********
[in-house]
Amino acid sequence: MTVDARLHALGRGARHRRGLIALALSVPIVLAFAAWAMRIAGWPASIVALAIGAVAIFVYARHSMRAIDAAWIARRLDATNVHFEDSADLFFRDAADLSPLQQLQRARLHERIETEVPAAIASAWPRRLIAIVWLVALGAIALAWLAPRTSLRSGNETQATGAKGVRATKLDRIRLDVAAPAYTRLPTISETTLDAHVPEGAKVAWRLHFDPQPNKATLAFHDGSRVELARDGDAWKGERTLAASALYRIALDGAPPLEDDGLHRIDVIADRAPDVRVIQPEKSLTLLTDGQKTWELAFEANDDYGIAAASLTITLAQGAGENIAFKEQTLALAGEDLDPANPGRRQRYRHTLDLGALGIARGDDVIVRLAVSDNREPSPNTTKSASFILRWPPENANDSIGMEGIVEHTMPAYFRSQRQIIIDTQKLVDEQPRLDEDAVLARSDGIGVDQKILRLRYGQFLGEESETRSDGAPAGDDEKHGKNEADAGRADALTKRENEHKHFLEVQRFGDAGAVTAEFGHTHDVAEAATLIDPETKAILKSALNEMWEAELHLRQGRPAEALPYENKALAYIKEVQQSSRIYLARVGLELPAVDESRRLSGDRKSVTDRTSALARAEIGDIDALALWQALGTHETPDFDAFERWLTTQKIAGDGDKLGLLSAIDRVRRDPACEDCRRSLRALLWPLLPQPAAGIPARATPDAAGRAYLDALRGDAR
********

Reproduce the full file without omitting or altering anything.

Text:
[in-house]
Amino acid sequence: MTVDARLHALGRGARHRRGLIALALSVPIVLAFAAWAMRIAGWPASIVALAIGAVAIFVYARHSMRAIDAAWIARRLDATNVHFEDSADLFFRDAADLSPLQQLQRARLHERIETEVPAAIASAWPRRLIAIVWLVALGAIALAWLAPRTSLRSGNETQATGAKGVRATKLDRIRLDVAAPAYTRLPTISETTLDAHVPEGAKVAWRLHFDPQPNKATLAFHDGSRVELARDGDAWKGERTLAASALYRIALDGAPPLEDDGLHRIDVIADRAPDVRVIQPEKSLTLLTDGQKTWELAFEANDDYGIAAASLTITLAQGAGENIAFKEQTLALAGEDLDPANPGRRQRYRHTLDLGALGIARGDDVIVRLAVSDNREPSPNTTKSASFILRWPPENANDSIGMEGIVEHTMPAYFRSQRQIIIDTQKLVDEQPRLDEDAVLARSDGIGVDQKILRLRYGQFLGEESETRSDGAPAGDDEKHGKNEADAGRADALTKRENEHKHFLEVQRFGDAGAVTAEFGHTHDVAEAATLIDPETKAILKSALNEMWEAELHLRQGRPAEALPYENKALAYIKEVQQSSRIYLARVGLELPAVDESRRLSGDRKSVTDRTSALARAEIGDIDALALWQALGTHETPDFDAFERWLTTQKIAGDGDKLGLLSAIDRVRRDPACEDCRRSLRALLWPLLPQPAAGIPARATPDAAGRAYLDALRGDAR